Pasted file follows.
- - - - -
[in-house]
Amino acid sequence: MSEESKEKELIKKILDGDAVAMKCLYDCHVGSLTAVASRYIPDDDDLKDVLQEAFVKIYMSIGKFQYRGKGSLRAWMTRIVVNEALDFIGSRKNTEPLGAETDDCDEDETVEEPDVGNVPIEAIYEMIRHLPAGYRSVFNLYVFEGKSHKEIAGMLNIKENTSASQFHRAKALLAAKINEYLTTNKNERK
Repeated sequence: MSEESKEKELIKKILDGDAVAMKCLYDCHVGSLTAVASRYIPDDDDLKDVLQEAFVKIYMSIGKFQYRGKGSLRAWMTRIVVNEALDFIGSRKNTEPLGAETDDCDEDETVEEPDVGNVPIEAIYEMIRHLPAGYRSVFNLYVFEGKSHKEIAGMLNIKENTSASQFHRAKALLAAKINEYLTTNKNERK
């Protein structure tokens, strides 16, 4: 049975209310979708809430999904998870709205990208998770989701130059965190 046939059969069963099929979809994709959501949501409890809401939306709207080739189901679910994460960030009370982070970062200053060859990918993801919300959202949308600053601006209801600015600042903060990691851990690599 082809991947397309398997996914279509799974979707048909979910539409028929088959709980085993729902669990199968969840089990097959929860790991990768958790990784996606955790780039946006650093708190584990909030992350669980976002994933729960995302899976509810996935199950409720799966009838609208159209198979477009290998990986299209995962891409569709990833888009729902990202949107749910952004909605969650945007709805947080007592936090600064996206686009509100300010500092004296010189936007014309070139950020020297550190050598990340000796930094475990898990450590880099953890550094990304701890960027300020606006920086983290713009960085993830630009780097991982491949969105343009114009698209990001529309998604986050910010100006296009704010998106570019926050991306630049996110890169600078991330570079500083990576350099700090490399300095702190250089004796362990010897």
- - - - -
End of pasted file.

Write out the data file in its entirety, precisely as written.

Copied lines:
[in-house]
Amino acid sequence: MSEESKEKELIKKILDGDAVAMKCLYDCHVGSLTAVASRYIPDDDDLKDVLQEAFVKIYMSIGKFQYRGKGSLRAWMTRIVVNEALDFIGSRKNTEPLGAETDDCDEDETVEEPDVGNVPIEAIYEMIRHLPAGYRSVFNLYVFEGKSHKEIAGMLNIKENTSASQFHRAKALLAAKINEYLTTNKNERK
Repeated sequence: MSEESKEKELIKKILDGDAVAMKCLYDCHVGSLTAVASRYIPDDDDLKDVLQEAFVKIYMSIGKFQYRGKGSLRAWMTRIVVNEALDFIGSRKNTEPLGAETDDCDEDETVEEPDVGNVPIEAIYEMIRHLPAGYRSVFNLYVFEGKSHKEIAGMLNIKENTSASQFHRAKALLAAKINEYLTTNKNERK
């Protein structure tokens, strides 16, 4: 049975209310979708809430999904998870709205990208998770989701130059965190 046939059969069963099929979809994709959501949501409890809401939306709207080739189901679910994460960030009370982070970062200053060859990918993801919300959202949308600053601006209801600015600042903060990691851990690599 082809991947397309398997996914279509799974979707048909979910539409028929088959709980085993729902669990199968969840089990097959929860790991990768958790990784996606955790780039946006650093708190584990909030992350669980976002994933729960995302899976509810996935199950409720799966009838609208159209198979477009290998990986299209995962891409569709990833888009729902990202949107749910952004909605969650945007709805947080007592936090600064996206686009509100300010500092004296010189936007014309070139950020020297550190050598990340000796930094475990898990450590880099953890550094990304701890960027300020606006920086983290713009960085993830630009780097991982491949969105343009114009698209990001529309998604986050910010100006296009704010998106570019926050991306630049996110890169600078991330570079500083990576350099700090490399300095702190250089004796362990010897």